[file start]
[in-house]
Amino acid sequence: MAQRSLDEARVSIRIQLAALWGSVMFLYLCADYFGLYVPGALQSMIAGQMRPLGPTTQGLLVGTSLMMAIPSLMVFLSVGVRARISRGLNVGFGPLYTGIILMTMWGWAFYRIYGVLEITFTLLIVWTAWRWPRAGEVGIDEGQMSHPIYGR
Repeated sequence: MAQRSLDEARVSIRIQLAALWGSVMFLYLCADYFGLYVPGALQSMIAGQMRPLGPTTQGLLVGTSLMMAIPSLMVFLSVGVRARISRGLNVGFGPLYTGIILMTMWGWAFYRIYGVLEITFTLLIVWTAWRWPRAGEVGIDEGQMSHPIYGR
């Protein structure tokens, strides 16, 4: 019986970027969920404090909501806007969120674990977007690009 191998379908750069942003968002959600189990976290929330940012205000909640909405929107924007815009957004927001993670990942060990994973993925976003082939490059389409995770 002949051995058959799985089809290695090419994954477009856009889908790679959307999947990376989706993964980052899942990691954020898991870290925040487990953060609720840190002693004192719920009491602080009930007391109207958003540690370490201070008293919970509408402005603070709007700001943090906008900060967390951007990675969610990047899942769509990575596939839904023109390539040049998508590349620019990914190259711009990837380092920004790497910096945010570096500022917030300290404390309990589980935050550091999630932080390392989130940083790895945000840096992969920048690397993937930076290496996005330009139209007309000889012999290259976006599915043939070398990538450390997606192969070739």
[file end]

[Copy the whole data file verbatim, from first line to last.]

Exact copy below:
[in-house]
Amino acid sequence: MAQRSLDEARVSIRIQLAALWGSVMFLYLCADYFGLYVPGALQSMIAGQMRPLGPTTQGLLVGTSLMMAIPSLMVFLSVGVRARISRGLNVGFGPLYTGIILMTMWGWAFYRIYGVLEITFTLLIVWTAWRWPRAGEVGIDEGQMSHPIYGR
Repeated sequence: MAQRSLDEARVSIRIQLAALWGSVMFLYLCADYFGLYVPGALQSMIAGQMRPLGPTTQGLLVGTSLMMAIPSLMVFLSVGVRARISRGLNVGFGPLYTGIILMTMWGWAFYRIYGVLEITFTLLIVWTAWRWPRAGEVGIDEGQMSHPIYGR
């Protein structure tokens, strides 16, 4: 019986970027969920404090909501806007969120674990977007690009 191998379908750069942003968002959600189990976290929330940012205000909640909405929107924007815009957004927001993670990942060990994973993925976003082939490059389409995770 002949051995058959799985089809290695090419994954477009856009889908790679959307999947990376989706993964980052899942990691954020898991870290925040487990953060609720840190002693004192719920009491602080009930007391109207958003540690370490201070008293919970509408402005603070709007700001943090906008900060967390951007990675969610990047899942769509990575596939839904023109390539040049998508590349620019990914190259711009990837380092920004790497910096945010570096500022917030300290404390309990589980935050550091999630932080390392989130940083790895945000840096992969920048690397993937930076290496996005330009139209007309000889012999290259976006599915043939070398990538450390997606192969070739």